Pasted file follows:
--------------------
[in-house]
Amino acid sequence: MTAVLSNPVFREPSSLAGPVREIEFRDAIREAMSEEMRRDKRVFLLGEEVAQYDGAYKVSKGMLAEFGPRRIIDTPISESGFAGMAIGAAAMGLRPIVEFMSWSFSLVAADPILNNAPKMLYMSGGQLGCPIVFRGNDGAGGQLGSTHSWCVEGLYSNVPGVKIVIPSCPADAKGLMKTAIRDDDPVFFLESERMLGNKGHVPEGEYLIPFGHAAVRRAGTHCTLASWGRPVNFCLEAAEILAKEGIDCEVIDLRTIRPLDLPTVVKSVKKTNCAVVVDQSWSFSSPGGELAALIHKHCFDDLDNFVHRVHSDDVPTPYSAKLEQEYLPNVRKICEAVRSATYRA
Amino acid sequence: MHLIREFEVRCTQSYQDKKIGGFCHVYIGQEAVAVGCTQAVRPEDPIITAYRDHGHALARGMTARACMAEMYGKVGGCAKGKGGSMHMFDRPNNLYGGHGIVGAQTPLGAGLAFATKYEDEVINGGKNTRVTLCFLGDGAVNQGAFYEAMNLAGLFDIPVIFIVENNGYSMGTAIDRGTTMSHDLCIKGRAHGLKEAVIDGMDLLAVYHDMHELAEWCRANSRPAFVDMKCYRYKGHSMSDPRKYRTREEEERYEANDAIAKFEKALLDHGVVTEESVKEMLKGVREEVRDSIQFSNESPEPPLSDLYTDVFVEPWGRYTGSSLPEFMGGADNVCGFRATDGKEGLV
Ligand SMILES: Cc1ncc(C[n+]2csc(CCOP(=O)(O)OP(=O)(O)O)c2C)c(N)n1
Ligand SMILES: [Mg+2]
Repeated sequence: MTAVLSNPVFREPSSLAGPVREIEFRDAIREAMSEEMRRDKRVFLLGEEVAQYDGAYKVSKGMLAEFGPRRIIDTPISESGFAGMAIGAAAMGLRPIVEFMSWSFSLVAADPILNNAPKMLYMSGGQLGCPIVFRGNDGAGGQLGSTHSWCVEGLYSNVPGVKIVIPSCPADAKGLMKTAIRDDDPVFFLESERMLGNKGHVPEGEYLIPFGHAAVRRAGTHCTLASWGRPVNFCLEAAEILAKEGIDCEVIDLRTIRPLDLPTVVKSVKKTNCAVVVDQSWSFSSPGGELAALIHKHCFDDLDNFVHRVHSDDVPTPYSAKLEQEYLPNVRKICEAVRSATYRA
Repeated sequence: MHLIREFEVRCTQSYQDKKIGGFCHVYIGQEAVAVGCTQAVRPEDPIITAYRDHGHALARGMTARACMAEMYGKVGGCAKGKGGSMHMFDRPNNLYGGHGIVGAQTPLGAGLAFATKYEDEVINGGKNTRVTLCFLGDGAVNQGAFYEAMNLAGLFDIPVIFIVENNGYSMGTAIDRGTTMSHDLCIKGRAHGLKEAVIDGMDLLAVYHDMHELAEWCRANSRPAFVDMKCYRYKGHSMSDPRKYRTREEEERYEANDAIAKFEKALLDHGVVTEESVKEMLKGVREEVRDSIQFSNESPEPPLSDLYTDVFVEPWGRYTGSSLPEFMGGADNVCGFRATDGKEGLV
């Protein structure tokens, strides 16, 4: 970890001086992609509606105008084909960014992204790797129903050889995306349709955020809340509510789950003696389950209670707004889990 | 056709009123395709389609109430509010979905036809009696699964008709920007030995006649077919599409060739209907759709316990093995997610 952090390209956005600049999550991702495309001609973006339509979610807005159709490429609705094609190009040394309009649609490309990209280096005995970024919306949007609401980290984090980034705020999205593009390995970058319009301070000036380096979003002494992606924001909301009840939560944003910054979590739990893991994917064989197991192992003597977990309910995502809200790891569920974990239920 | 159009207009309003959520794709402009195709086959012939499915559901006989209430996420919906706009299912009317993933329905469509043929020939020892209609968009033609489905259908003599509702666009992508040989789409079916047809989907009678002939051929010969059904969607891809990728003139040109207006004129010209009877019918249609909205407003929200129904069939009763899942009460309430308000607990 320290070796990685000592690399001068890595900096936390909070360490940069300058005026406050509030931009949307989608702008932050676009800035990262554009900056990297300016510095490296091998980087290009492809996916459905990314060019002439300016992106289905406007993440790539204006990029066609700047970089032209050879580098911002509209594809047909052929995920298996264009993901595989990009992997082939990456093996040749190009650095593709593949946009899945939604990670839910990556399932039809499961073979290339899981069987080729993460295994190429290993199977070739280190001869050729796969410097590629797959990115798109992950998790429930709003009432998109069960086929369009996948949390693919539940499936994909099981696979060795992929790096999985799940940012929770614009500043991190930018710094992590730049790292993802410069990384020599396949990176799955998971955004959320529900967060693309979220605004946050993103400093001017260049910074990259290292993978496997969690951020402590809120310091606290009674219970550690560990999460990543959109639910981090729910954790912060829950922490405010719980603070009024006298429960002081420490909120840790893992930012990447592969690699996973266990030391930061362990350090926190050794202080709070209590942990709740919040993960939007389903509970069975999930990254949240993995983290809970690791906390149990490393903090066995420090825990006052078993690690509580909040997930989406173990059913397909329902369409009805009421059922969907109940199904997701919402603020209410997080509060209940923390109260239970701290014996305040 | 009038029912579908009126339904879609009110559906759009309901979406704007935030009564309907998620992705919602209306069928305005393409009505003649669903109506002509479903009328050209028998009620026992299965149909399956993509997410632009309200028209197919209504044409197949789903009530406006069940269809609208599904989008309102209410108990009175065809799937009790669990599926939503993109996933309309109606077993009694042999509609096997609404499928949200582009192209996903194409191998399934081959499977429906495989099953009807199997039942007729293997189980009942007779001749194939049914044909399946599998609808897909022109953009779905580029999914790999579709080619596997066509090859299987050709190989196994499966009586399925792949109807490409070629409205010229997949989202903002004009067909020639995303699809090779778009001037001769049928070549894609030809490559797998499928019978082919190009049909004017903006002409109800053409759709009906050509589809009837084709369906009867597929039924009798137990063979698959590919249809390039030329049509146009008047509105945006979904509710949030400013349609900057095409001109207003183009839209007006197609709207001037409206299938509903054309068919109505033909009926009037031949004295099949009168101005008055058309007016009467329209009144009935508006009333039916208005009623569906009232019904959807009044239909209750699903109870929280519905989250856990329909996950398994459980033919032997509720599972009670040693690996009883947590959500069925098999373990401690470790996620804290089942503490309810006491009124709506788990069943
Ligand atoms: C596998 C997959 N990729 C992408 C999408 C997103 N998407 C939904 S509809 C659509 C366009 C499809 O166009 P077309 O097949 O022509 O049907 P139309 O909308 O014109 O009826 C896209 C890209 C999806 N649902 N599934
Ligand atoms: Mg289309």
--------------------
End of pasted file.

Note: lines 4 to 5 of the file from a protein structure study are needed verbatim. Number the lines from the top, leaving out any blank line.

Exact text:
Ligand SMILES: Cc1ncc(C[n+]2csc(CCOP(=O)(O)OP(=O)(O)O)c2C)c(N)n1
Ligand SMILES: [Mg+2]